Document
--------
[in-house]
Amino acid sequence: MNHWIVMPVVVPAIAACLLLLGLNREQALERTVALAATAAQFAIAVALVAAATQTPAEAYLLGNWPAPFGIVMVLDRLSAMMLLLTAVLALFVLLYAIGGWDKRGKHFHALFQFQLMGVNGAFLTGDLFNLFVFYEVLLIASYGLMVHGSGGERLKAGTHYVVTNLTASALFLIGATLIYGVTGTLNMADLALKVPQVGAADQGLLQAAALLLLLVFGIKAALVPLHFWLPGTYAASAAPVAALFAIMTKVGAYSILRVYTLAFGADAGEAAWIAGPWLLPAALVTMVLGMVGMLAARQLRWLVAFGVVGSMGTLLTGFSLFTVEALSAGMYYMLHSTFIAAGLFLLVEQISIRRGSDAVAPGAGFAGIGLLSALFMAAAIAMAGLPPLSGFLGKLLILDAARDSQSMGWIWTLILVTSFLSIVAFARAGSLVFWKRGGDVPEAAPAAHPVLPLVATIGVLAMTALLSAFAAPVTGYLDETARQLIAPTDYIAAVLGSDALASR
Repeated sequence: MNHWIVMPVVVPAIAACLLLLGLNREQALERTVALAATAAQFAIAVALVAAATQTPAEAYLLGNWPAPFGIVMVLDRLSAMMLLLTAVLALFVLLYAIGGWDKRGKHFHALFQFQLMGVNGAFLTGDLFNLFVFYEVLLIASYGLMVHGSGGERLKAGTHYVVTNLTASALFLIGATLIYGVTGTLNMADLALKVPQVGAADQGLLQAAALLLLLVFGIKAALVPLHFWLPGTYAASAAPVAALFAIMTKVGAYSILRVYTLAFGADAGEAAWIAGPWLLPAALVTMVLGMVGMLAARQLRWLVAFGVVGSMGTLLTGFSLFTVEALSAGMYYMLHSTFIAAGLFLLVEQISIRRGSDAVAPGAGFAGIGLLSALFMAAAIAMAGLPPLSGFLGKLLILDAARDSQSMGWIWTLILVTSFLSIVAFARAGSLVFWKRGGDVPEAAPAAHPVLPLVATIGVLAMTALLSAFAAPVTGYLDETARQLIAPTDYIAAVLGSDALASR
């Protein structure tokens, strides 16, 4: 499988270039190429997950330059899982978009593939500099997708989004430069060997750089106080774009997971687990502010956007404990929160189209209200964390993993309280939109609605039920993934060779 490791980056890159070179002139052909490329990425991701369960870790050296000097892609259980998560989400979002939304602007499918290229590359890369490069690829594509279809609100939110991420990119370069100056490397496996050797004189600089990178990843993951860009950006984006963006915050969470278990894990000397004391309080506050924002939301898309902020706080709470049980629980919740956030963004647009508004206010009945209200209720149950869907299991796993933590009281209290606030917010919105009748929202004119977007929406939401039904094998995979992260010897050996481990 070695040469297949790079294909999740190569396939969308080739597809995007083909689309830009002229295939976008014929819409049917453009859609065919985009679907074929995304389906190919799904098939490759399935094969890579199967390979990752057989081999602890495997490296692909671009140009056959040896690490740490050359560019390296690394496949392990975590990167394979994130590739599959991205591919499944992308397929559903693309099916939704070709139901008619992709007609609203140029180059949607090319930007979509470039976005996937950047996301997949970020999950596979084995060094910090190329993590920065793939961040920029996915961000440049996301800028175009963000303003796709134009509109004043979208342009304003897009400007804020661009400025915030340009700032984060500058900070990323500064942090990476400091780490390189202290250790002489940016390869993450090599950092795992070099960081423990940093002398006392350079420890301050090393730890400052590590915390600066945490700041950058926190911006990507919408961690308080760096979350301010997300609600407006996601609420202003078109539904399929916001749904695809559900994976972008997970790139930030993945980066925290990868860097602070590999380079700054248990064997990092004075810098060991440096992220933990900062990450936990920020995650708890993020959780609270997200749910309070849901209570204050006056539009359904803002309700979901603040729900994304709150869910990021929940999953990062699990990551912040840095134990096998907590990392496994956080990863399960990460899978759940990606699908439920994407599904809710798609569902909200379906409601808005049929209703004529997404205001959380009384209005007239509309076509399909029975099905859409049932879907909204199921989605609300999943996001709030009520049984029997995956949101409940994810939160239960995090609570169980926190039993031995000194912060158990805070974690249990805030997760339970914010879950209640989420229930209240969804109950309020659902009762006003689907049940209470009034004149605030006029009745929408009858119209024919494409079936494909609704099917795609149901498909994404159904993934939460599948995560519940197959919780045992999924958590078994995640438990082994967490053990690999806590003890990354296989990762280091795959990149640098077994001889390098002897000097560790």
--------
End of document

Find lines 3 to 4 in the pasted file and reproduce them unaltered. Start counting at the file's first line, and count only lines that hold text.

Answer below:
Repeated sequence: MNHWIVMPVVVPAIAACLLLLGLNREQALERTVALAATAAQFAIAVALVAAATQTPAEAYLLGNWPAPFGIVMVLDRLSAMMLLLTAVLALFVLLYAIGGWDKRGKHFHALFQFQLMGVNGAFLTGDLFNLFVFYEVLLIASYGLMVHGSGGERLKAGTHYVVTNLTASALFLIGATLIYGVTGTLNMADLALKVPQVGAADQGLLQAAALLLLLVFGIKAALVPLHFWLPGTYAASAAPVAALFAIMTKVGAYSILRVYTLAFGADAGEAAWIAGPWLLPAALVTMVLGMVGMLAARQLRWLVAFGVVGSMGTLLTGFSLFTVEALSAGMYYMLHSTFIAAGLFLLVEQISIRRGSDAVAPGAGFAGIGLLSALFMAAAIAMAGLPPLSGFLGKLLILDAARDSQSMGWIWTLILVTSFLSIVAFARAGSLVFWKRGGDVPEAAPAAHPVLPLVATIGVLAMTALLSAFAAPVTGYLDETARQLIAPTDYIAAVLGSDALASR
């Protein structure tokens, strides 16, 4: 499988270039190429997950330059899982978009593939500099997708989004430069060997750089106080774009997971687990502010956007404990929160189209209200964390993993309280939109609605039920993934060779 490791980056890159070179002139052909490329990425991701369960870790050296000097892609259980998560989400979002939304602007499918290229590359890369490069690829594509279809609100939110991420990119370069100056490397496996050797004189600089990178990843993951860009950006984006963006915050969470278990894990000397004391309080506050924002939301898309902020706080709470049980629980919740956030963004647009508004206010009945209200209720149950869907299991796993933590009281209290606030917010919105009748929202004119977007929406939401039904094998995979992260010897050996481990 070695040469297949790079294909999740190569396939969308080739597809995007083909689309830009002229295939976008014929819409049917453009859609065919985009679907074929995304389906190919799904098939490759399935094969890579199967390979990752057989081999602890495997490296692909671009140009056959040896690490740490050359560019390296690394496949392990975590990167394979994130590739599959991205591919499944992308397929559903693309099916939704070709139901008619992709007609609203140029180059949607090319930007979509470039976005996937950047996301997949970020999950596979084995060094910090190329993590920065793939961040920029996915961000440049996301800028175009963000303003796709134009509109004043979208342009304003897009400007804020661009400025915030340009700032984060500058900070990323500064942090990476400091780490390189202290250790002489940016390869993450090599950092795992070099960081423990940093002398006392350079420890301050090393730890400052590590915390600066945490700041950058926190911006990507919408961690308080760096979350301010997300609600407006996601609420202003078109539904399929916001749904695809559900994976972008997970790139930030993945980066925290990868860097602070590999380079700054248990064997990092004075810098060991440096992220933990900062990450936990920020995650708890993020959780609270997200749910309070849901209570204050006056539009359904803002309700979901603040729900994304709150869910990021929940999953990062699990990551912040840095134990096998907590990392496994956080990863399960990460899978759940990606699908439920994407599904809710798609569902909200379906409601808005049929209703004529997404205001959380009384209005007239509309076509399909029975099905859409049932879907909204199921989605609300999943996001709030009520049984029997995956949101409940994810939160239960995090609570169980926190039993031995000194912060158990805070974690249990805030997760339970914010879950209640989420229930209240969804109950309020659902009762006003689907049940209470009034004149605030006029009745929408009858119209024919494409079936494909609704099917795609149901498909994404159904993934939460599948995560519940197959919780045992999924958590078994995640438990082994967490053990690999806590003890990354296989990762280091795959990149640098077994001889390098002897000097560790």